To make ahead: Refrigerate pickled beets and kale puree (Steps 2-4) for up to 2 days.

Yield: 8

Prep Time: 45 mins.

Cook time: 65 mins.

Total time: 110 mins.

A couple of changes to the above recipe:
I was lazy and shredded my daikon and carrots and just made “sticks” out of the cucumber.  Because I had a surplus of jarred pickled beets (more about that later), I just used a premade pickled beet for this recipe.   That being said, I do want to try the ginger and lemongrass recipe the next time I harvest beets.

I was a little skeptical about the pureed kale.  I have to say that the smear of kale made this salad!

Huli Huli Chicken with Pineapple-Ginger Sauce

“Huli” is a Hawaiian word that means to turn over. Traditional versions of this dish are grilled, constantly turning the chicken back and forth as a rotisserie would This elbow-grease saver is made in the oven.


For the chicken:

  • 2 T. coconut oil
  • 1 head garlic, halved
  • 3 (4-inch) stalks lemongrass, smashed and diced
  • 1 (3-inch) piece of fresh ginger, chopped
  • 4 c. ice water
  • 1 c. reduced-sodium tamari*
  • 1 orange, sliced
  • 8 bone-in chicken thighs (about 4 lbs.)

For the sauce:

  • 3/4 c. pineapple juice
  • 1/3 c. chopped pineapple
  • 1/3 c. reduced sodium tamari*
  • 3 T. light brown sugar
  • 1 1/2 T. minced garlic
  • 1 scallion, sliced
  • 2 t. minced fresh ginger
  • 2 t. minced shallot
  • 1 1/2 T. rice vinegar


  1. To prepare chicken: Heat oil, garlic halves, lemongrass and ginger in a medium skillet over medium heat. Cook, stirring, until starting to brown, about 2 minutes. Immediately transfer the mixture to a large bowl and add water, 1 c. tamari and orange. Add chicken, cover and refrigerate for at least 6 hours and up to 1 day.
  2. Meanwhile, to prepare sauce: Puree pineapple juice and pineapple in a blender until smooth. Transfer to a medium saucepan and add tamari, brown sugar, garlic, scallion, ginger, shallot and vinegar. Bring to a boil over medium-high heat; cook, stirring occasionally, until reduced by half, 8-10 minutes.
  3. Position rack in upper third of oven; preheat to 425 F. Line a rimmed baking sheet with foil.
  4. Remove the chicken from the marinade and pat dry with paper towels. (Discard the marinade.) Place on the prepared pan. Bake until an instant-read thermometer inserted in the thickest part without touching bone registers 160 F, about 25 minutes. Brush with 2 tablespoons of the sauce. Increase oven temperature to broil. Broil on high until charred in spots, 2-3 minutes.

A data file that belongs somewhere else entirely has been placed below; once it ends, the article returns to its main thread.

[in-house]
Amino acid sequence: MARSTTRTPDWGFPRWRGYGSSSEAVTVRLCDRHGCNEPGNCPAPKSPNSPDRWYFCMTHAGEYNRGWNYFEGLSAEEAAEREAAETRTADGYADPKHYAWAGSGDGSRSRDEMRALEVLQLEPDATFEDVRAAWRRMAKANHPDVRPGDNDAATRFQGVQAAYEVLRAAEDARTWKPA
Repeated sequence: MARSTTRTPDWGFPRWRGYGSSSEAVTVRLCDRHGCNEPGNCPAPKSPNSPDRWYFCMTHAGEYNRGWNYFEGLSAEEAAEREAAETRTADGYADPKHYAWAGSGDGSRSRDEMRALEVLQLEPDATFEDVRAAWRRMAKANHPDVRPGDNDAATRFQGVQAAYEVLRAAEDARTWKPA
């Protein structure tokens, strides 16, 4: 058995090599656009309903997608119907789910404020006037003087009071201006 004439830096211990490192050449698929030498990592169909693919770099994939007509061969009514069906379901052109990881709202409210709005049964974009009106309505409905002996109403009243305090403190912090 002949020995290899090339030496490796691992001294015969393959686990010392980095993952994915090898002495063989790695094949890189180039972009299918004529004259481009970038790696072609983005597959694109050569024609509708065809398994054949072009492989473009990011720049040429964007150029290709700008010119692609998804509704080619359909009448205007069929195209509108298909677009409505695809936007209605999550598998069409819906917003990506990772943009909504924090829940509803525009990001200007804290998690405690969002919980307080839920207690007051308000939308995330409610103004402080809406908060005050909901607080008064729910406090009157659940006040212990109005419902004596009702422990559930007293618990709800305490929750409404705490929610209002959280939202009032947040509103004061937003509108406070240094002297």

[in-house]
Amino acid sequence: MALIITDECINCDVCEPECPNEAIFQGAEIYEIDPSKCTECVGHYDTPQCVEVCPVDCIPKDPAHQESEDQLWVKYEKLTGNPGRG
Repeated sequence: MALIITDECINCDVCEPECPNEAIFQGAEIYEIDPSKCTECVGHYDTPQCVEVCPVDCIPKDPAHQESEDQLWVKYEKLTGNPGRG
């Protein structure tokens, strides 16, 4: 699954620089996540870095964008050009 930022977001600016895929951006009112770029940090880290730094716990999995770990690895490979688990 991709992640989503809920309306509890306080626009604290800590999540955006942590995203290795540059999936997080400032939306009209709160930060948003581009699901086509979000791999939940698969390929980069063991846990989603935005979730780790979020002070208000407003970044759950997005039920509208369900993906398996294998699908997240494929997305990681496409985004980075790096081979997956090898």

Yield: 8

Prep Time: 35 mins.

Cook time: 30 mins.

Total time: 65 mins.

*I used ponzu sauce because that’s what I had on hand.

Wow, what can I say.   This is a great meal to prepare ahead of time.  I actually marinated the chicken for two days because we weren’t able to get into the kitchen immediately (more about that later and maybe more about the remodeling project later).  I am also not a fan of chicken thighs.   The chicken was moist and tender and very flavorful.  I only baked two thighs so we had sauce leftover.   We are going to baste a grilled pork loin with the rest of the sauce this weekend.    As far as the salad goes, I had made the kale “smear” the previous night and prepped all the veggies.  All I had to do was marinate the quick pickles for this dish.

We will make this again.

Thanks, Deb, for an interesting book selection.  I’m glad I read it and I’m glad I found these Hawaiian inspired recipes.    I’m linking up with Souper Sundays (hosted by Deb as well) for the salad portion of this meal.  

I’m also contributing to Foodies Read.

Look for the announcement post by Claudia for the February/March Cook the Books selection, Crazy Rich Asians by Kevin Kwan.   It should be up at CTB soon.